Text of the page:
Peter Dutton’s claim he planned to buy US nuclear subs is ‘political point-scoring’, defence experts say | Australian politics

Experts are critical of Peter Dutton’s claim he planned to buy two US nuclear submarines to plug a looming capability gap as the Liberal leader goes into damage control over the disclosure.

Dutton has been accused of “political point-scoring” and being “unhelpful” in a campaign to pressure Labor’s Richard Marles to rule out other options to plug the gap between the retirement of Collins class submarines and Australia’s plan to build a nuclear fleet.

On Thursday, Dutton, the former defense minister, revealed a plan he devised before the election to buy two Virginia-class submarines by 2030, claiming he had “formed a judgment the Americans would have facilitated exactly that”.

The comments raised eyebrows because Australia had not formally decided whether to opt for US or UK nuclear submarines and because experts have suggested it is unlikely the US would give up two of its submarines by 2030.

Marles labeled the intervention “rank politics” and “completely inconsistent with everything Peter Dutton was doing and saying in government”.

On Friday, Dutton responded by claiming Marles, the deputy prime minister and defense minister, was in “witness protection” because he had not done other media on the issue. Marles was in Singapore for the Shangri-La Dialogue with regional counterparts from 30 nations.

Dutton claimed that Marles’s early comments about the submarine issue demonstrated “loud and clear that Labor is thinking about ditching the nuclear submarine plan” – despite Labor repeatedly recommitting to Aukus.

“It would be a disaster for our country,” Dutton told Channel Nine’s Today. “We worked day and night to get that plan in place, and what I’ve said is only what’s available publicly, and in addition to that, what my thoughts would be on the way forward.”

“If Labor is going to butcher that and they don’t have the money to pay for it, they should be upfront and say it.

“That’s the path they’re taking us down at the moment. It’s not in our national interest.”

Marcus Hellyer, a senior Australian Strategic Policy Institute analyst, told Guardian Australia Dutton had “put out an idea or concept”.

Peter Dutton

“There’s no way this is a plan, it hasn’t been agreed by the US government, nor Australia; nobody has agreed to it.”

“If it were a plan, it would be a pretty serious kind of breach or leak [to disclose it].”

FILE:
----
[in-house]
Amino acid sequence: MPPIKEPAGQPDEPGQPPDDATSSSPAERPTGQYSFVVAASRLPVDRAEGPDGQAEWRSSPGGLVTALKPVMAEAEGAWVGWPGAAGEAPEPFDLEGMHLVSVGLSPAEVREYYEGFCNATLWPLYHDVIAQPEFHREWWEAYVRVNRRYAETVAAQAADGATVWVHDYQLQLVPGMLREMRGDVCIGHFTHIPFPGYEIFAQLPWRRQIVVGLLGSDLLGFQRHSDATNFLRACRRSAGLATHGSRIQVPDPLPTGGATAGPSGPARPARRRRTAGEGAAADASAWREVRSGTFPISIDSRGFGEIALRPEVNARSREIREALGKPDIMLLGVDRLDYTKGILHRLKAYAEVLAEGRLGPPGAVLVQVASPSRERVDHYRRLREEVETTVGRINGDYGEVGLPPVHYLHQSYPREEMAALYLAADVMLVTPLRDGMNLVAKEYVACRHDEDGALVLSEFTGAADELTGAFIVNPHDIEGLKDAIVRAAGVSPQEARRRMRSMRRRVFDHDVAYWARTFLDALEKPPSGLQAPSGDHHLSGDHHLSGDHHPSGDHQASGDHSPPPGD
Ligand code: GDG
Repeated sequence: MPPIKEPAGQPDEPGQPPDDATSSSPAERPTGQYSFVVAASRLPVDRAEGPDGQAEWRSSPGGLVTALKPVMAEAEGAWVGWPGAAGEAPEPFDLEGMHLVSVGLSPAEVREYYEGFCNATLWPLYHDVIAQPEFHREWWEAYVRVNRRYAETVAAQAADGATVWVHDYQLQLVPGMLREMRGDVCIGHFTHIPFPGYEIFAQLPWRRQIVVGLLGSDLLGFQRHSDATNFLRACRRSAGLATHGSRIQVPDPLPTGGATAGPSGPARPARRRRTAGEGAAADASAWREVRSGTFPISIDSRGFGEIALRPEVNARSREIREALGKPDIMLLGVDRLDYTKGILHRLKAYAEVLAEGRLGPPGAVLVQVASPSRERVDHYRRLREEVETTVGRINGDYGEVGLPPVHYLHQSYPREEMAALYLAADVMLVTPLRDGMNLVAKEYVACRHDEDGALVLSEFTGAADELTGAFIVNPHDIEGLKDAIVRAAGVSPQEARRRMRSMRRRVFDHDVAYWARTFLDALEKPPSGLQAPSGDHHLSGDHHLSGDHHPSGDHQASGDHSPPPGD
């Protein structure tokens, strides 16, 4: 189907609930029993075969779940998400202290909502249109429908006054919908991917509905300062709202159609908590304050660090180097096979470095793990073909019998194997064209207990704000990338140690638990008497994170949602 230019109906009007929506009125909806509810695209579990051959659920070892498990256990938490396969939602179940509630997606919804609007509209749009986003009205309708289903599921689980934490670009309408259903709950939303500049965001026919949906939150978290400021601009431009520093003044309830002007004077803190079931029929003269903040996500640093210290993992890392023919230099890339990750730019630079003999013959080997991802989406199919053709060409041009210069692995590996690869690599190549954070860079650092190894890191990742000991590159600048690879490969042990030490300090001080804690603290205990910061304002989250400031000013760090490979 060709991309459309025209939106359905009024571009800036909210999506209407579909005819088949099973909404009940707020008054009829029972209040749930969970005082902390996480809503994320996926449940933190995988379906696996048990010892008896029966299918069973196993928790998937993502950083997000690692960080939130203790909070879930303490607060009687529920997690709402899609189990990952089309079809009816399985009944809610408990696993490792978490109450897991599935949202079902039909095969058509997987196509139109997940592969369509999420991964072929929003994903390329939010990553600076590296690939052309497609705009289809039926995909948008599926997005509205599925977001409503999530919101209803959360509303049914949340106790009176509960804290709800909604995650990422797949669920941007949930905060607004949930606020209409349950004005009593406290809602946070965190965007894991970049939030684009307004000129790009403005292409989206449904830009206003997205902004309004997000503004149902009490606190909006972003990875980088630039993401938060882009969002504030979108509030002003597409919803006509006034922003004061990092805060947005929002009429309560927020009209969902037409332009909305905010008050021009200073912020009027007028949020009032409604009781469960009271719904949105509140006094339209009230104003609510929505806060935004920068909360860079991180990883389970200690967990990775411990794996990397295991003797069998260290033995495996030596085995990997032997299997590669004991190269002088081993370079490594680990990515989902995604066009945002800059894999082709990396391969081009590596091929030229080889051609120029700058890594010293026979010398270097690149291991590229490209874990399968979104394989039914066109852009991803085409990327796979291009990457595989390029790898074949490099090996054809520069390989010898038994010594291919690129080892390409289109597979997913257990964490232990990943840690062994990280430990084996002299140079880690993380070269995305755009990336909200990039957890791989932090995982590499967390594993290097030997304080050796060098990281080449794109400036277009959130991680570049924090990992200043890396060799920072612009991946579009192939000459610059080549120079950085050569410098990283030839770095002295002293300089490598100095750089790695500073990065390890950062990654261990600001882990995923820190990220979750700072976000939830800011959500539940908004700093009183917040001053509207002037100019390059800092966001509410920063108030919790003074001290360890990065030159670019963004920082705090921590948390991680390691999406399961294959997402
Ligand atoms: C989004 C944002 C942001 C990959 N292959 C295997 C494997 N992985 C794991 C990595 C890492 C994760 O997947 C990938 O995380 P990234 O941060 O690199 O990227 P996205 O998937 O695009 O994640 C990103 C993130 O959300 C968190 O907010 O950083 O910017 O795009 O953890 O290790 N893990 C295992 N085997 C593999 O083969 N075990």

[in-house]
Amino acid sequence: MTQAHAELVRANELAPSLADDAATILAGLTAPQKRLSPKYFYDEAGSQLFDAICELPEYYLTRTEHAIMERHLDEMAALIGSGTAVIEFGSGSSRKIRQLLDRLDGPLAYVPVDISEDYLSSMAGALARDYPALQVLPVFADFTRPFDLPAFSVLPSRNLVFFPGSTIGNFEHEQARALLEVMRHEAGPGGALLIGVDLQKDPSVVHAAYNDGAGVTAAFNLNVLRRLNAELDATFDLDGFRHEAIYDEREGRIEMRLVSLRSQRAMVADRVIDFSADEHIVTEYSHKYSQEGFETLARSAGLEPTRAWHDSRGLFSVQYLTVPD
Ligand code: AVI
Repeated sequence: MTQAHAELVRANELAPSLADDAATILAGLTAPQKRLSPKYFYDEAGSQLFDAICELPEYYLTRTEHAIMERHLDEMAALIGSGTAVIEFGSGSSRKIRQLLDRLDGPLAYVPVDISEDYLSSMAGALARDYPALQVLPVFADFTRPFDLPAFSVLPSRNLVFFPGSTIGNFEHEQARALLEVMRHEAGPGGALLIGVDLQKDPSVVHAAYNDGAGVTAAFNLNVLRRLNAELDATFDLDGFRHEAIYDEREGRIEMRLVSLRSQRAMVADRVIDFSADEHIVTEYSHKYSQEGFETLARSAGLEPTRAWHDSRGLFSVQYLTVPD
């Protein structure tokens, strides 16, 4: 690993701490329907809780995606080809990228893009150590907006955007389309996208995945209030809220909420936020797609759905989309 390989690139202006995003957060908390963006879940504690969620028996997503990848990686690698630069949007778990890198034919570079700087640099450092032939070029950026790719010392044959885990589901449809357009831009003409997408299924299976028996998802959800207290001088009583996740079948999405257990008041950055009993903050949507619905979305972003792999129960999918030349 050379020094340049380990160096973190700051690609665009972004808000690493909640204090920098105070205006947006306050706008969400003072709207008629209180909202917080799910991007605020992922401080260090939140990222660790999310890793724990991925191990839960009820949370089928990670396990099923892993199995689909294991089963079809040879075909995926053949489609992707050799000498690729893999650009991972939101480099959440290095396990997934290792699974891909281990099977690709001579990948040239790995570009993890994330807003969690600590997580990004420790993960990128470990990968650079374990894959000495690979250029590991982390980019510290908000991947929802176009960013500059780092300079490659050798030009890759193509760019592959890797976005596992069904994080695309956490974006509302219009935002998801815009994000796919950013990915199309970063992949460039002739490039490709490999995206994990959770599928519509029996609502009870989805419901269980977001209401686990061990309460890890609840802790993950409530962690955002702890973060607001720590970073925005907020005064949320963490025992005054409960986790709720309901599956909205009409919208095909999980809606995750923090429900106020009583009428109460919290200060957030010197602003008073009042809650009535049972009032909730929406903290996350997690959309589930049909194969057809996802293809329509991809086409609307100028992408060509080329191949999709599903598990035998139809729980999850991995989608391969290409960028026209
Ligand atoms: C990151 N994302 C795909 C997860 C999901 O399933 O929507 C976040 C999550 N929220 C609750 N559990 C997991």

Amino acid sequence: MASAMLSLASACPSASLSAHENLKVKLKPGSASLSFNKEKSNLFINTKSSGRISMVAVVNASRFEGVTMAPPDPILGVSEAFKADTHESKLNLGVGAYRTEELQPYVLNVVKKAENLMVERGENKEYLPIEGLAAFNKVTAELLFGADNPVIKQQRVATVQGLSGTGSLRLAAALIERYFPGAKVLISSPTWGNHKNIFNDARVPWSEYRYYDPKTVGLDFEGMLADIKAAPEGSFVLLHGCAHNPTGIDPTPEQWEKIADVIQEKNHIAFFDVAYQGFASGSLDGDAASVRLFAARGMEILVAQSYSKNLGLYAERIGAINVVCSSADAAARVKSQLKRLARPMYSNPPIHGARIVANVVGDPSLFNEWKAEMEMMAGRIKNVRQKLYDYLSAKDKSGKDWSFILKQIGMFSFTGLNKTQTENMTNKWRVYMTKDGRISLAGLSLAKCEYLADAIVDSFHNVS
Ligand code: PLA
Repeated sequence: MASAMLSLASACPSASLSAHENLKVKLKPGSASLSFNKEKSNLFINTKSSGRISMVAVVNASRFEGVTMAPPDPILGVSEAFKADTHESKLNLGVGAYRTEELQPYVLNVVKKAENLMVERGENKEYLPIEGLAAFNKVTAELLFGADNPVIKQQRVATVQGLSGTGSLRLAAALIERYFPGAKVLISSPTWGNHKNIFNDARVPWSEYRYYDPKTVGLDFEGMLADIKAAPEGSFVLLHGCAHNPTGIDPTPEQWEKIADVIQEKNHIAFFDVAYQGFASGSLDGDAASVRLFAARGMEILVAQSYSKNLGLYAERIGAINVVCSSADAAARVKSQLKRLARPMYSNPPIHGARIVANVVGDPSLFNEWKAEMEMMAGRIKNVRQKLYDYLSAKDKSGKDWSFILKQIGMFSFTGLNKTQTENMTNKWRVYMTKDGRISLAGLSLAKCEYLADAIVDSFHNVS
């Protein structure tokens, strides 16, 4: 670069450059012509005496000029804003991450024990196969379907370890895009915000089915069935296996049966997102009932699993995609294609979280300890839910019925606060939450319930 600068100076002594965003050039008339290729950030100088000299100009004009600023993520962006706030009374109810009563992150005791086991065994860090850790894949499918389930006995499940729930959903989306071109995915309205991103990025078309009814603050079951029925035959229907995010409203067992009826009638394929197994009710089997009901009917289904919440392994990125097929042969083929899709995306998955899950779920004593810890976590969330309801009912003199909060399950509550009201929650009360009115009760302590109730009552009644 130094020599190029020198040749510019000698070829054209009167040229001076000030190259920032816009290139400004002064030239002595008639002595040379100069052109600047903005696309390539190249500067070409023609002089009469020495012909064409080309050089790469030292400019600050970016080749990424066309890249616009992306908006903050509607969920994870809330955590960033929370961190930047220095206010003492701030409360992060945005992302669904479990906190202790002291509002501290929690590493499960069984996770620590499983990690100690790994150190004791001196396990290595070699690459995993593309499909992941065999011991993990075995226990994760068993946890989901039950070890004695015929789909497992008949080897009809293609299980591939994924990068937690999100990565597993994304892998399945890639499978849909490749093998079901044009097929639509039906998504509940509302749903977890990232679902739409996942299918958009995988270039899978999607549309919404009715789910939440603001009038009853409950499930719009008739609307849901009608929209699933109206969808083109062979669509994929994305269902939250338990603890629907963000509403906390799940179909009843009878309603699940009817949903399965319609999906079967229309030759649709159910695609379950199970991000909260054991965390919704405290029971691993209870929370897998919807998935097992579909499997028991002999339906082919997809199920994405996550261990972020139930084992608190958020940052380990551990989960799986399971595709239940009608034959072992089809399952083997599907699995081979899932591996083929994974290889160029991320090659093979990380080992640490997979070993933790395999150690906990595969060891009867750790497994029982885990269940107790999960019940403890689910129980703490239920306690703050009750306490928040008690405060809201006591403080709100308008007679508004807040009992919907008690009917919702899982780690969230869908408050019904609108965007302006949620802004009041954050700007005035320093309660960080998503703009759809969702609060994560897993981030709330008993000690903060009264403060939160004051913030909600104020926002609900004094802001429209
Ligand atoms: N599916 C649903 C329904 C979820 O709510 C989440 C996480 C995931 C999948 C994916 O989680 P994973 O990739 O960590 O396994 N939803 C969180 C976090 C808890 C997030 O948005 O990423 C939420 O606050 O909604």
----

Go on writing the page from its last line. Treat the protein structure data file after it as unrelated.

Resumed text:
Hellyer said that Marles is “not on the cusp of an announcement about an interim submarine purchase” and has “every right to look at every option”.

Hellyer said the Americans had insisted on bipartisan support for Aukus, and it was “not great optics” for Dutton to advocate for his idea before a decision.

“Politicians shouldn’t be doing this publicly … My view is it’s not particularly helpful. The US will be thinking, ‘what are these guys doing’.”

“No boats are available before 2030 unless the US gives up its own – that would be quite remarkable – the US has been clear there is no way they can build additional submarines.”

The chair of defense studies at the University of Western Australia, Dr. Peter Dean, also expressed concerns about Dutton’s intervention.

“I’m sure that the UK wouldn’t be happy to learn from a newspaper article that, potentially, their submarine is not an option, and I’m sure there’s plenty of people in the US Congress, the Pentagon, and other parts of the US who were very interested to read these possible developments,” Dean reportedly told the ABC.

“These are sensitive negotiations, and I think a great concern here is that Peter Dutton has worked against the national interest in an attempt for some domestic political point-scoring.”

At a press conference in Sydney on Friday, the New Zealand prime minister, Jacinda Ardern ruled out that Australia’s nuclear submarine purchase would affect the two countries alliance.

Ardern said New Zealand’s “policies about nuclear issues are not changing”, meaning nuclear submarines would not be permitted in New Zealand’s waters.

“But nor was there any sense that it’s something that Australia expects us to [do].

“We have, of course, had a longstanding relationship, friendship, and partnership, and we’re allies. And so I think those principles are well understood. They are not a point of tension at all.”

Bella E. McMahon
I am a freelance writer who started blogging in college. I am fascinated by human nature, politics, culture, technology, and pop culture. In addition to my writing, I enjoy exploring new places, trying out new things, and engaging in conversations with new people. Some of my favorite hobbies are reading, playing music, making crafts, writing, traveling, and spending time with my family.